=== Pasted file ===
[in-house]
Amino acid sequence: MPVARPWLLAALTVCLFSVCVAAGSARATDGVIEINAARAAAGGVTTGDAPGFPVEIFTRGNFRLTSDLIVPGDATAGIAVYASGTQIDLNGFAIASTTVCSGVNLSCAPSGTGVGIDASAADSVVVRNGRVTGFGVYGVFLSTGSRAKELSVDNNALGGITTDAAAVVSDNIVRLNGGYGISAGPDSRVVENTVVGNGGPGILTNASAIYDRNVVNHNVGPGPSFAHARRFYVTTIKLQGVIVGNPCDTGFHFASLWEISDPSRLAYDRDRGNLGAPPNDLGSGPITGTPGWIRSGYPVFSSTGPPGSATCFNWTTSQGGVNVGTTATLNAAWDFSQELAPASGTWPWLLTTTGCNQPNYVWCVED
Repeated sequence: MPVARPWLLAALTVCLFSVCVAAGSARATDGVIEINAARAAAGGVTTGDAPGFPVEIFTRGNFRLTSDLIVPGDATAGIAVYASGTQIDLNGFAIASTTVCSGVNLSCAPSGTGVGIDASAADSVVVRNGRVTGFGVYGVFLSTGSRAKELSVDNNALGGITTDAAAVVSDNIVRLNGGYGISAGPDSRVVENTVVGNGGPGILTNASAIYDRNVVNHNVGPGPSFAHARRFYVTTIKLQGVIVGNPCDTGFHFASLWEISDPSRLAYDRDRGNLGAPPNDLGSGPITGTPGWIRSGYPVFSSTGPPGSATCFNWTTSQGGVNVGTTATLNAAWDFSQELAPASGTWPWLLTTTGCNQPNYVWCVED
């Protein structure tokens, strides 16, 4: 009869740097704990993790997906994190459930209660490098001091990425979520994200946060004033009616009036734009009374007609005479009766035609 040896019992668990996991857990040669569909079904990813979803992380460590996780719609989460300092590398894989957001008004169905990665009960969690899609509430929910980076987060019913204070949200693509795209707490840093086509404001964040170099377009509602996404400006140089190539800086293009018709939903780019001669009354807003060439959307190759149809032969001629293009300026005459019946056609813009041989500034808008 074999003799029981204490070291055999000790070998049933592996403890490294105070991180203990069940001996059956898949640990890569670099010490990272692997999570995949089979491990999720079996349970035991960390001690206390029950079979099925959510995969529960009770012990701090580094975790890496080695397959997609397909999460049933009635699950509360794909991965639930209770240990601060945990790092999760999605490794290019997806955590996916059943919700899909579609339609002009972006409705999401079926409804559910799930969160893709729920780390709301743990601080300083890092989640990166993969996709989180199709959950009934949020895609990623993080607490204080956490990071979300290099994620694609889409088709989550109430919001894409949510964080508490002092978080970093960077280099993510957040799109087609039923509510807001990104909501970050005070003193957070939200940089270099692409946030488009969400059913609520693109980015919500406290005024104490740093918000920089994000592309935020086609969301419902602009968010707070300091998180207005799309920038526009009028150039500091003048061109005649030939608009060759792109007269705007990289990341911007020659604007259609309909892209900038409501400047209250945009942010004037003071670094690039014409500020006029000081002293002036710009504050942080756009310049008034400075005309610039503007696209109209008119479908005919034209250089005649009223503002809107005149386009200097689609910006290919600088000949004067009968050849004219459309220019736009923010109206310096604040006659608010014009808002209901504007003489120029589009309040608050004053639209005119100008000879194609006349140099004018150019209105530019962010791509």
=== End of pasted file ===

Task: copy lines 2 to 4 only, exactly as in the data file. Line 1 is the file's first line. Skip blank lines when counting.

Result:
Amino acid sequence: MPVARPWLLAALTVCLFSVCVAAGSARATDGVIEINAARAAAGGVTTGDAPGFPVEIFTRGNFRLTSDLIVPGDATAGIAVYASGTQIDLNGFAIASTTVCSGVNLSCAPSGTGVGIDASAADSVVVRNGRVTGFGVYGVFLSTGSRAKELSVDNNALGGITTDAAAVVSDNIVRLNGGYGISAGPDSRVVENTVVGNGGPGILTNASAIYDRNVVNHNVGPGPSFAHARRFYVTTIKLQGVIVGNPCDTGFHFASLWEISDPSRLAYDRDRGNLGAPPNDLGSGPITGTPGWIRSGYPVFSSTGPPGSATCFNWTTSQGGVNVGTTATLNAAWDFSQELAPASGTWPWLLTTTGCNQPNYVWCVED
Repeated sequence: MPVARPWLLAALTVCLFSVCVAAGSARATDGVIEINAARAAAGGVTTGDAPGFPVEIFTRGNFRLTSDLIVPGDATAGIAVYASGTQIDLNGFAIASTTVCSGVNLSCAPSGTGVGIDASAADSVVVRNGRVTGFGVYGVFLSTGSRAKELSVDNNALGGITTDAAAVVSDNIVRLNGGYGISAGPDSRVVENTVVGNGGPGILTNASAIYDRNVVNHNVGPGPSFAHARRFYVTTIKLQGVIVGNPCDTGFHFASLWEISDPSRLAYDRDRGNLGAPPNDLGSGPITGTPGWIRSGYPVFSSTGPPGSATCFNWTTSQGGVNVGTTATLNAAWDFSQELAPASGTWPWLLTTTGCNQPNYVWCVED
């Protein structure tokens, strides 16, 4: 009869740097704990993790997906994190459930209660490098001091990425979520994200946060004033009616009036734009009374007609005479009766035609 040896019992668990996991857990040669569909079904990813979803992380460590996780719609989460300092590398894989957001008004169905990665009960969690899609509430929910980076987060019913204070949200693509795209707490840093086509404001964040170099377009509602996404400006140089190539800086293009018709939903780019001669009354807003060439959307190759149809032969001629293009300026005459019946056609813009041989500034808008 074999003799029981204490070291055999000790070998049933592996403890490294105070991180203990069940001996059956898949640990890569670099010490990272692997999570995949089979491990999720079996349970035991960390001690206390029950079979099925959510995969529960009770012990701090580094975790890496080695397959997609397909999460049933009635699950509360794909991965639930209770240990601060945990790092999760999605490794290019997806955590996916059943919700899909579609339609002009972006409705999401079926409804559910799930969160893709729920780390709301743990601080300083890092989640990166993969996709989180199709959950009934949020895609990623993080607490204080956490990071979300290099994620694609889409088709989550109430919001894409949510964080508490002092978080970093960077280099993510957040799109087609039923509510807001990104909501970050005070003193957070939200940089270099692409946030488009969400059913609520693109980015919500406290005024104490740093918000920089994000592309935020086609969301419902602009968010707070300091998180207005799309920038526009009028150039500091003048061109005649030939608009060759792109007269705007990289990341911007020659604007259609309909892209900038409501400047209250945009942010004037003071670094690039014409500020006029000081002293002036710009504050942080756009310049008034400075005309610039503007696209109209008119479908005919034209250089005649009223503002809107005149386009200097689609910006290919600088000949004067009968050849004219459309220019736009923010109206310096604040006659608010014009808002209901504007003489120029589009309040608050004053639209005119100008000879194609006349140099004018150019209105530019962010791509």